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Greece warned on Friday it may opt out of a debt swap crucial to its second international bailout if too few investors rally behind it, raising the ante on the stricken country's 150 billion euro ($215 billion US) lifeline.
The swap to shave 37 billion euros off its existing debt is now conditional on 90 percent of private sector investors agreeing to the deal, the country said in its formal letter of inquiry to other governments.
Greece had previously set the threshold -- which applies to the holders of Greek bonds maturing by both 2014 and by 2020 -- as a target, not a condition.
"If these thresholds (or either of them) are not met, Greece shall not proceed with any portion of the transaction," the letter said.
But Athens left itself some room for manoeuvre, saying that it would only pull out of the deal if the take-up failed to satisfy its international partners, such as the European Union and the International Monetary Fund.
This would be the case "if it determines, in consultation with the official sector, that the total contribution of private sector creditors ... is insufficient to permit the official sector to support the new multi-year adjustment program."
The statement follows signs that there had been a delay in making the formal offer to banks, sparking worries Athens was struggling to get enough investors to agree.
"It's a tactical move. They want to put pressure on private investors to participate," said a senior official at a Greek bank, who asked not to be named. He said that reaching 90 percent looked ambitious, though he expected the offer to go ahead even if the level wasn't reached.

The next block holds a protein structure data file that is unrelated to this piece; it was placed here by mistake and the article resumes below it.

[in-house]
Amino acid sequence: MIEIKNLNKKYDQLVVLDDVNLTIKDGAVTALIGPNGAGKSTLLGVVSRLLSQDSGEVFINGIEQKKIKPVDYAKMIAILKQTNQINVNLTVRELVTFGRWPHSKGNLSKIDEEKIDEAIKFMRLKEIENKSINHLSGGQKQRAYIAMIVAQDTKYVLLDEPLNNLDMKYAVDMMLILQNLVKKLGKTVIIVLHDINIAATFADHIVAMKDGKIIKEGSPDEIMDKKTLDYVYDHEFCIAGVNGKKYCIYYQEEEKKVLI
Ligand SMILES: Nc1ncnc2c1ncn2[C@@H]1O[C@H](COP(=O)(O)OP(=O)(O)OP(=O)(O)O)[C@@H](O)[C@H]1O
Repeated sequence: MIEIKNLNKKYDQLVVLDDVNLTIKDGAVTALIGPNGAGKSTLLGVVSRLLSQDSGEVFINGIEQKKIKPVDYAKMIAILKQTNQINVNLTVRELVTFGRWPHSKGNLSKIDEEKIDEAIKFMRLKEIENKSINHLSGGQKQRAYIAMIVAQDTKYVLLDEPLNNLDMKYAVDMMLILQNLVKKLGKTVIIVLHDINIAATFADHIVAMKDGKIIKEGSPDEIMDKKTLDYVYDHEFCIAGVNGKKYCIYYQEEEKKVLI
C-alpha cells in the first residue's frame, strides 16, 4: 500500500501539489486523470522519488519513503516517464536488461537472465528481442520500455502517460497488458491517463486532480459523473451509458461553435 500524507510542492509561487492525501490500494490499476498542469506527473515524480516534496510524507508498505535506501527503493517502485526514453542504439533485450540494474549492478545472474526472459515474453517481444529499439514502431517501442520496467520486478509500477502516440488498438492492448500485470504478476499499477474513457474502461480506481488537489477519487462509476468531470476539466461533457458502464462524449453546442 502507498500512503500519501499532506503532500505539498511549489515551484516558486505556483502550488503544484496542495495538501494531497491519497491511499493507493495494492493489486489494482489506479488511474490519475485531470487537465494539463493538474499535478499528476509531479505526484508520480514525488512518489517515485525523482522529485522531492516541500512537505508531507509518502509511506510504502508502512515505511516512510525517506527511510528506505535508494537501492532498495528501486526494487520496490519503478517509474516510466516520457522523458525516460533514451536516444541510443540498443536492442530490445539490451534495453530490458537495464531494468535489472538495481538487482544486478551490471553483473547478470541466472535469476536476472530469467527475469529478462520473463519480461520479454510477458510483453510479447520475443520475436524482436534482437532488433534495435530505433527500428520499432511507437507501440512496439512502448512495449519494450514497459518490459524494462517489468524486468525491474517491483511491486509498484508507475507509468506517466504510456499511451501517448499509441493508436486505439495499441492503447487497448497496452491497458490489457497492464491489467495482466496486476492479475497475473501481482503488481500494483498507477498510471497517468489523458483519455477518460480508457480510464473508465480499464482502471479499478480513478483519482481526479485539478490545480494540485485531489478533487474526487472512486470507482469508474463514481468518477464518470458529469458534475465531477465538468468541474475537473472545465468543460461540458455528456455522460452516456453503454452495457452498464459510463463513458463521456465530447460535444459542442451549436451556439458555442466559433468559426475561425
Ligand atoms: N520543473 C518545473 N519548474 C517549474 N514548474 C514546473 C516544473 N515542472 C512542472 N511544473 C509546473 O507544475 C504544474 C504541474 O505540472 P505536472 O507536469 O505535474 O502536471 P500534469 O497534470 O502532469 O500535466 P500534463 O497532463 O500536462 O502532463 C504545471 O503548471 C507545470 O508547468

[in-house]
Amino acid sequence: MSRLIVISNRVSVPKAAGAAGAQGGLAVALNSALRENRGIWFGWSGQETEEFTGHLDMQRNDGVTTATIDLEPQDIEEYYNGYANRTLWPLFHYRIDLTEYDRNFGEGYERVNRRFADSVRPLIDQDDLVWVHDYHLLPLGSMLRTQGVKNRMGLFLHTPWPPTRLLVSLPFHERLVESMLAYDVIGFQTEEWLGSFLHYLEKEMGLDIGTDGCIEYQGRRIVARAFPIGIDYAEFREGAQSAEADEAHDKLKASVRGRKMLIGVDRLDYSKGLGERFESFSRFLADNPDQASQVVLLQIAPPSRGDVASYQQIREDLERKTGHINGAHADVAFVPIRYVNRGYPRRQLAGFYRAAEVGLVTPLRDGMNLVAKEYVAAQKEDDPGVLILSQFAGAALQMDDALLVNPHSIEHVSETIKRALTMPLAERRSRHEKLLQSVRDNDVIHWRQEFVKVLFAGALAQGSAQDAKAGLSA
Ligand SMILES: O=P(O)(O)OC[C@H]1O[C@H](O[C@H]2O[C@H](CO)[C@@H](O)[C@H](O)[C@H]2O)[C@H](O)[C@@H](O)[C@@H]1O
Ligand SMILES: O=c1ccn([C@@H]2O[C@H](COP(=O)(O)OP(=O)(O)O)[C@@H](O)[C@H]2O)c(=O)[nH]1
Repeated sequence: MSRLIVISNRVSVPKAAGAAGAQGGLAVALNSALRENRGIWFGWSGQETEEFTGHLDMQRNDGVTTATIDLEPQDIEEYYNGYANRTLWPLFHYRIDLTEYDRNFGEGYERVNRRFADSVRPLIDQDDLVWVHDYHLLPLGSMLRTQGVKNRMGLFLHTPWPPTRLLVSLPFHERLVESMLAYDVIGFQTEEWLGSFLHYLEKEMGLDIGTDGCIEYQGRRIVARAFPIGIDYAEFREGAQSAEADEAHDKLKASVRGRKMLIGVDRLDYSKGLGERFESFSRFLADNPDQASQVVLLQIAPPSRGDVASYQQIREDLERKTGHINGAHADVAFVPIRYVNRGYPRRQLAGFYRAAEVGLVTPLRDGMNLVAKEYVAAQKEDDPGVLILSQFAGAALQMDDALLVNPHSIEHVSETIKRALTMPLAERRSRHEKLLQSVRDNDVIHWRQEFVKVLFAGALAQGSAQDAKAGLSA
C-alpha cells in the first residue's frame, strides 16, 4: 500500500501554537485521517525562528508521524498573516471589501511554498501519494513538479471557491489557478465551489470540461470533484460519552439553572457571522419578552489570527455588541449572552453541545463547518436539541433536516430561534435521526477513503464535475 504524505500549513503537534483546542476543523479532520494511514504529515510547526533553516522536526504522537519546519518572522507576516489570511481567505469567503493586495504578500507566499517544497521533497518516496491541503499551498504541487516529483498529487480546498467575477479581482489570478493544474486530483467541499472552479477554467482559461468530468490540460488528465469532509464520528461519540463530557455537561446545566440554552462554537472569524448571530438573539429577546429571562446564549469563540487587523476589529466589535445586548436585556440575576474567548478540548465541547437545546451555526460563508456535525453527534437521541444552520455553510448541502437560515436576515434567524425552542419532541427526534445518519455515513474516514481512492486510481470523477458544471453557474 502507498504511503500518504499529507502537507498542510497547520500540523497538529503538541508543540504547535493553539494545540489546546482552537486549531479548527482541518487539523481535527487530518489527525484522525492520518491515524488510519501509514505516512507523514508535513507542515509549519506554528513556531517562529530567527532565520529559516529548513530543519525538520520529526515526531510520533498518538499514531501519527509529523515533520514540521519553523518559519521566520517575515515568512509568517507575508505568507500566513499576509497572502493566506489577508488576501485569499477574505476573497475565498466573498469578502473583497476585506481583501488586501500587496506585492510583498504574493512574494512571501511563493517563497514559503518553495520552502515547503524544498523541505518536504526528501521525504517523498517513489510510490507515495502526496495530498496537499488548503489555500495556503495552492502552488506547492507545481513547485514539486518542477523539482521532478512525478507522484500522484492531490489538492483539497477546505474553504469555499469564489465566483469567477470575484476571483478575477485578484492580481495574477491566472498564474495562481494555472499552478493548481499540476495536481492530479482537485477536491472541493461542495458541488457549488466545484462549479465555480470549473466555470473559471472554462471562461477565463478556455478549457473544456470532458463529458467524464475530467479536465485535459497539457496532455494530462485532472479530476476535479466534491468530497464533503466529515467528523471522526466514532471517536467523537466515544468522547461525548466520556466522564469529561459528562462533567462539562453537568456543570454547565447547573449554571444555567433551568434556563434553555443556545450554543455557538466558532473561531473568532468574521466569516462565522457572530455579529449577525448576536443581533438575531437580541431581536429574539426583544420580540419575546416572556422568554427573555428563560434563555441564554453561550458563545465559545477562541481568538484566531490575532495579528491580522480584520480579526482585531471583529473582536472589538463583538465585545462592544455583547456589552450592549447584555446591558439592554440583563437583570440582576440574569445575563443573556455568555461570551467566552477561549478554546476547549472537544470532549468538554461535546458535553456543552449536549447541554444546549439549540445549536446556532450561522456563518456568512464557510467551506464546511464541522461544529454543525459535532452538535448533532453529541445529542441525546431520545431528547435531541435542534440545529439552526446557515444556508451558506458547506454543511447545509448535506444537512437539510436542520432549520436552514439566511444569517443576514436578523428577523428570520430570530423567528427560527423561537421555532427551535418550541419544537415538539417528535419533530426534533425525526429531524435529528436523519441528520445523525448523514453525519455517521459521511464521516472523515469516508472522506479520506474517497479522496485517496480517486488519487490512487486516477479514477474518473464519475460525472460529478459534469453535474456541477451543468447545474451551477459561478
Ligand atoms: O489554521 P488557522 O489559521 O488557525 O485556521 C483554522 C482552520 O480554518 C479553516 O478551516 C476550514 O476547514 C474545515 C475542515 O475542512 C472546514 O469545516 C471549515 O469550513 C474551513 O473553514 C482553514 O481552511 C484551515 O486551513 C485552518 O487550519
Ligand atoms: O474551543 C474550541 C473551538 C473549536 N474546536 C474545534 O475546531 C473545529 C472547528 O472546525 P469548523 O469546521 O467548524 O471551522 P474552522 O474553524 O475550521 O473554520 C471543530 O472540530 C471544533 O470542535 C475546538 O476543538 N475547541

The Institute of International Finance, a bank lobby group that is coordinating the talks, said on Thursday that between 60 and 70 percent of bondholders had signalled they would participate in the plan.
More were likely to join, it said, once a concrete offer was made. But others said that setting the 90-percent threshold as a condition seemed ambitious.
"By pinning it down so high, without any leeway in terms of a target range ... it seems to me that they really like to put some pressure on the system here," said David Schnautz, strategist at Commerzbank in London.
The European Commission said it believed enough private sector investors would take part in the plan to ensure the viability of the rescue package.
A Paris-based banker said one drag on the deal was a row among euro zone governments about Greece's promise to provide collateral to Finland in return for its portion of the bailout.
"I get the feeling there's been quite a bit of delay in finalizing the methodology and the implementation of this plan," the banker said. "There's also a big worry about the contributors to the final package, given what is happening in Finland, Austria and in other countries, and its ratification."
Greece is aiming to get investors holding about 135 billion euros to participate, out of the roughly 150 billion euros of bonds maturing by 2020.
Investors have been asked to declare their non-binding interest to take part in the bond swap by Sept. 9, senior bankers said, speaking on condition of anonymity. After that, there will be a formal offer requiring binding interest, probably in early October, they said.
Friday's letter provided further details of the four options available to investors, including three offers for a debt exchange offers and one for a rollover into debt of up to 30-year maturity, as well as a bond buyback scheme.
The plan to involve the private sector -- who will take a 21-percent loss on their holdings -- in Greece's second bail-out was designed by politicians aiming to shift some of the burden of the costly rescue away from taxpayers.
Greece has slightly changed the accounting treatment of the bond value losses to be incurred by bondholders, to make them more favourable for banks, one banker said. The accounting treatment is a key issue for which option investors choose.
Interest rates for Greek debt rose further on Friday with 2-year yields continuing to set new record highs above 46.5 percent. The 10-year yield spread -- a measure of the risk premium over German debt -- was 1,635 basis points, within sight of record highs set on Thursday.
Results from Greece's main banks early next week are expected to show strains from rising losses on bad debts as the country's austerity plans bite.
Investors are also keeping a keen eye on deposit outflows, after business and household bank deposits fell to 188 billion euros at the end of June, down by 49 billion euros, or 21 percent, since the beginning of 2010.